Cloud Computing

NIST definition of cloud computing Cloud computing is a model for enabling convenient, on-demand network access to a shared pool of configurable computing resources (e.g., networks, servers, storage, applications, and services) that can be rapidly provisioned and released with minimal management effort or service provider interaction.

Layers of Cloud Computing

Layers of Cloud Computing

The main idea behind cloud computing is not a new one. Remote servers have been used from a very long time now. Just the need for more space took over the idea over the multi functionalities of Cloud computing. Grid Computing, Utility Computing, Virtualization, Autonomic Computing, etc are the few of the related technologies which have gained popularity with the advent of Cloud Computing.

We’ll be focusing on the research challenges that Cloud Computing is facing in present day scenario:

  • Automated service provisioning
  • Virtual Machine Migration
  • Server Consolidation
  • Energy Management
  • Traffic Management and Analysis
  • Data Security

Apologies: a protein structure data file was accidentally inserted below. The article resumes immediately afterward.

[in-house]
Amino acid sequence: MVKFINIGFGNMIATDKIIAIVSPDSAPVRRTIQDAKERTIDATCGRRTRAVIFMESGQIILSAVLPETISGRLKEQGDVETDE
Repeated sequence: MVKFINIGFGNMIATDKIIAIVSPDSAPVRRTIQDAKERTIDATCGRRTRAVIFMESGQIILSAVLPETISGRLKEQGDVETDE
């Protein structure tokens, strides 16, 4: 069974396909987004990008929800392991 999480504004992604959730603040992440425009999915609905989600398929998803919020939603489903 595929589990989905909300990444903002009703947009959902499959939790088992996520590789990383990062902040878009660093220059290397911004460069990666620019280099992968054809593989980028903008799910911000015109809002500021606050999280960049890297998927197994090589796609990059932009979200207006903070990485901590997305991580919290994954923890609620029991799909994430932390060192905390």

• Software Frameworks
  • Storage Technologies and data management
  • Novel Cloud Architecture

To the technological aspects belong in particular issues related to (1) scale and elastic scalability, which is not only currently restricted to horizontal scale out, but also inefficient as it tends to resource over usage due to limited scale down capabilities and full replication of instances rather than only of essential segments. (2) Trust, security and privacy always pose issues in any internet provided service, but due to the specific nature of clouds, additional aspects related e.g. to multitenancy arise and control over data location etc. arise. What is more, clouds simplify malicious use of resources, e.g. for hacking purposes, but also for sensitive calculations (such as weapon design) etc. (3) Handling data in clouds is still complicated – in particular as data size and diversity grows, pure replication is no viable approach, leading to consistency and efficiency issues. Also, the lacking control over data location and missing provenance poses security and legalistic issues. (4) Programming models are currently not aligned to highly scalable applications and thus do not exploit the capabilities of clouds, whilst they should also simplify development. Along the same line, developers, providers and users should be able to control and restrict distribution and scaling behaviour. This relates to (5) systems development and management which is currently still executed mostly manually, thus contributing to substantial efficiency and bottleneck issues.